Linsley shines in Packers' final drive

By Eric Baranczyk and Pete Dougherty
Press-Gazette Media
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Packers center Corey Linsley (63) waits to snap the ball to quarterback Aaron Rodgers.

Last spring the Minnesota Vikings signed defensive tackle Linval Joseph from the New York Giants for a five-year contract that averages $6.25 million a year and included $12.5 million guaranteed.

That's big money, and even though Joseph isn't a Pro Bowl-level interior defensive lineman, he's a good player and huge man (6-feet-4, 323 pounds) signed to anchor the middle of the Vikings' defensive line.

So what does it tell you that with the game on the line, the Green Bay Packers ran the ball right up the middle five straight times, picked up two first downs and ran out the final 3 minutes, 23 seconds of their 24-21 win over the Vikings?

It tells you that Corey Linsley, the Packers' rookie center, deserves all the good publicity he's been getting the last few weeks.

That final series Sunday was a crowning moment for the Packers' offensive line, because it helped run out the clock even though the Vikings knew halfback Eddie Lacy was getting the ball. The interior of the Packers' line was especially good on that series, which says a lot for guards Josh Sitton (torn ligament in big toe) and T.J. Lang (sprained ankle), who are playing through lower-leg injuries that are visibly hindering them.

Try pushing a truck with either of those injuries and you'll get an idea of what they're going through on the field.

But while the Packers' line as a whole did the tough job that final series, in reviewing the video it's difficult to overlook Linsley's blocking against Joseph. Overall, the Packers had a non-descript day offensively, and Joseph won plenty of his battles – he slipped Linsley's blocks several times on the way to making four tackles. But with the game on the line, Linsley won decisively.

On four of the five runs to end the game, Linsley moved Joseph anywhere from two to five yards, even though Linsley (301 pounds) was giving up more than 20 pounds. He could do it because he has excellent upper-body strength and as a rookie is showing attention to detail in his techniques.

On first down, a Lacy run to the left, Linsley pushed Joseph back at least two yards, and Lacy cut back right off Linsley's backside for a three-yard gain. If Joseph gets a stalemate, that run goes for nothing.

On second down, Linsley knocked back Joseph four or five yards and dropped him on his back. Basically a pancake. Lacy also got a good block from fullback John Kuhn and ran behind Linsley for a big five-yard gain.

That left third-and-2 with the game on the line. Short enough where the Vikings had to defend run and pass. Coach Mike Zimmer went with his signature double-A gap look, with linebackers Anthony Barr and Chad Greenway lined up over each of Linsley's shoulders, Joseph between right guard and tackle. Linsley knocked back Barr two yards, Lang drove back Greenway the same, and Lacy plowed right behind them for an easy four yards and huge first down.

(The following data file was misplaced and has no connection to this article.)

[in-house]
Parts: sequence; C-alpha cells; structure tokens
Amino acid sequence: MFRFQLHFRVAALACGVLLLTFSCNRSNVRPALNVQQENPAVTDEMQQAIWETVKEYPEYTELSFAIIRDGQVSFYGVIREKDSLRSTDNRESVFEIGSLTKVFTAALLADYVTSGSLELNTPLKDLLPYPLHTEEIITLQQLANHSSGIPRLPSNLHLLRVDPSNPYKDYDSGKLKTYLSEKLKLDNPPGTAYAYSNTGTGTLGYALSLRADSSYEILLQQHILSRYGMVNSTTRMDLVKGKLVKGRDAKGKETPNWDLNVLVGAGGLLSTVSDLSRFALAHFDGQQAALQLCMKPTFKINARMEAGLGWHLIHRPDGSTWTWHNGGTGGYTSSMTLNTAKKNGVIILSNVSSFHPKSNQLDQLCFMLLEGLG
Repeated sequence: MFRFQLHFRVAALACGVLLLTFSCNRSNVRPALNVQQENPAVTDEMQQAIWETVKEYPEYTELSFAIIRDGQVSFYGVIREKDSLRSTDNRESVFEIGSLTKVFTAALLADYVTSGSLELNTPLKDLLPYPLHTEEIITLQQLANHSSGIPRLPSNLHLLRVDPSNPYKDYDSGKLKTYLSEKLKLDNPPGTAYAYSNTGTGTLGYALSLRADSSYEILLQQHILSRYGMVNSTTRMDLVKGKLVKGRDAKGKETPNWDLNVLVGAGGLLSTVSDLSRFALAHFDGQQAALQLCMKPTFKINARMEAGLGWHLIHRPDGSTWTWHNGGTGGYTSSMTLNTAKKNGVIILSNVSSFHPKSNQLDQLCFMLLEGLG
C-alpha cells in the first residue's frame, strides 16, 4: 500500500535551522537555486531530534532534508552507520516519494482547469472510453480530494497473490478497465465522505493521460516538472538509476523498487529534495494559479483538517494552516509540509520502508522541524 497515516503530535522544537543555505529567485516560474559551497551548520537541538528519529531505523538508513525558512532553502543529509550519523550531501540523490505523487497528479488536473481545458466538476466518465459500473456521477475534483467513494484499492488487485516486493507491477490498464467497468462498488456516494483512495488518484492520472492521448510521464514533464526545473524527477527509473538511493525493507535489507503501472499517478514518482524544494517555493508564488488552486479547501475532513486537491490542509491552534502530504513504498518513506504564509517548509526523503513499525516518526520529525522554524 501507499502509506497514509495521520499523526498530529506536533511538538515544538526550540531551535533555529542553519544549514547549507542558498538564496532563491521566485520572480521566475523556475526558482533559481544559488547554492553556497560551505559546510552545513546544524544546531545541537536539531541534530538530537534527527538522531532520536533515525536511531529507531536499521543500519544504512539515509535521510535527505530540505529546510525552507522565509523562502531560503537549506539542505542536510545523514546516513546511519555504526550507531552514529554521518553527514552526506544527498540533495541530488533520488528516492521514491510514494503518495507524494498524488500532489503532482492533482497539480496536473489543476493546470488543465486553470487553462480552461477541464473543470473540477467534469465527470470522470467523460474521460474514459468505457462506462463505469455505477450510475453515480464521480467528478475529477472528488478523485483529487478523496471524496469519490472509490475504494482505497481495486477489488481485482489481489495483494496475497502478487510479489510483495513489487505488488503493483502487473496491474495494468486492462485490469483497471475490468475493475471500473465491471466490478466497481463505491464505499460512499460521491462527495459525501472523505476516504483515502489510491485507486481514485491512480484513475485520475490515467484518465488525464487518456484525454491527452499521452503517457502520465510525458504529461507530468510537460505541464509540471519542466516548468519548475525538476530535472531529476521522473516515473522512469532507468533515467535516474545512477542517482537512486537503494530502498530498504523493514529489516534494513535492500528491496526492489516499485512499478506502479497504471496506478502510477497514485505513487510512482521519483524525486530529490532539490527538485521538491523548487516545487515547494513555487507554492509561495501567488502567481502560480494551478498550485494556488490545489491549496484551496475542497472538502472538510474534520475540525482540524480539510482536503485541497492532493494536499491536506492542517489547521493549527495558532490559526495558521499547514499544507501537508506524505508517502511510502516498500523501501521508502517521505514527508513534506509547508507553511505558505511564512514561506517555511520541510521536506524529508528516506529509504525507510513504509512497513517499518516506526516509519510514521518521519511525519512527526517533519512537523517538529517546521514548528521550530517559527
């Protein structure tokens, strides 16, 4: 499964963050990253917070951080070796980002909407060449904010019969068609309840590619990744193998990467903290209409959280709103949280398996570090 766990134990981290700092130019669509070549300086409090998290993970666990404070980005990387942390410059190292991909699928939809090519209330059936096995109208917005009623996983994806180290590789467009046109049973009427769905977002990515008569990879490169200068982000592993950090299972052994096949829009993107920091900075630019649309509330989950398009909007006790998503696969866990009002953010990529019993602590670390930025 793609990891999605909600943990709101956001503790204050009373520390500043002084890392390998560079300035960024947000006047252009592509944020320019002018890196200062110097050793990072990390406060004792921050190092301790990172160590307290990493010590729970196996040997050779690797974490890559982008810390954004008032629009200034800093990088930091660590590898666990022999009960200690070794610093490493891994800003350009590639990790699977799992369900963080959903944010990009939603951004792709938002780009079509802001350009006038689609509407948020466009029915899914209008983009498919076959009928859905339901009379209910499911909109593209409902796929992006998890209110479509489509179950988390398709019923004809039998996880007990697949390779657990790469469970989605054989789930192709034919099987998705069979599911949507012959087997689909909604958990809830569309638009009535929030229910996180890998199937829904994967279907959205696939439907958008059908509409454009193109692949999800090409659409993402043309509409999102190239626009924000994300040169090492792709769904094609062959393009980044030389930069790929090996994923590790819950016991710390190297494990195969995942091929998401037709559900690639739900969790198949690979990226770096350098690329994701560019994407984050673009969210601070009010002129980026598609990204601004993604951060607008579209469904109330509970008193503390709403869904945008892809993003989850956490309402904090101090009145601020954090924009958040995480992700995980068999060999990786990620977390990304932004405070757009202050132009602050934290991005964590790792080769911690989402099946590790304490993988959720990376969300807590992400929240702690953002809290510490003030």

On each of the next two plays, Linsley pushed back Joseph three yards, the rest of the line got some push as well, and Lacy picked up five yards, then 10 yards for the game-clinching first down.

Yes, having a power back such as Lacy is a huge edge when trying to run out the clock. But just as important was the Packers winning the battle in the interior of the line with the Vikings knowing what was coming. The last time the Packers had a center who run blocked like this was Frank Winters.

Minnesota Vikings running back Jerick McKinnon, left, runs from Green Bay Packers linebacker Mike Neal, during the first half.


Nick Perry's absence Sunday showed how important he is to the Packers moving Clay Matthews to inside linebacker.

Perry didn't play because of a shoulder injury. It showed in the Packers' run defense, because Perry has been their best run defender at outside linebacker.

The Vikings didn't have a huge day rushing – running backs Jerick McKinnon and Joe Banyard combined for 80 yards on 20 carries. But giving up a 4.0-yard average can't be considered a success against an offense that came into the game ranked No. 30 in the NFL in yards, No. 28 in points, and with scattershot throwing rookie Teddy Bridgewater at quarterback.

With Perry out, Mike Neal and rookie Jayrone Elliott split the snaps at outside linebacker opposite Julius Peppers. Perry (265 pounds) doesn't weigh quite as much as Neal, who's listed at 285 pounds but probably is a few pounds lighter. But Perry plays the run better because he's thicker through the haunches and thus stronger holding the point of attack. He's able to keep his shoulders square to the line and not give up ground as he works to the outside.

Elliott, in his first extensive playing time of the season (19 snaps), showed glimpses of the quickness and motor that won him a roster spot in training camp as an undrafted rookie. He drew a facemask penalty when he beat left tackle Matt Kalil with an outside rush in the third quarter. But against the run Elliott took himself out of plays.

The Packers face a huge challenge playing the New England Patriots, who are the NFL's top-scoring team. It will be that much tougher if Perry misses a second straight game.


Bad games by quarterbacks might tell you as much about them as good ones.

When Aaron Rodgers has what's considered a bad game he misses a couple tough throws downfield, passes for only 209 yards, doesn't throw an interception, and his team wins 24-21. When Eli Manning has a bad day, he throws three or four or five interceptions and the New York Giants lose badly. ​

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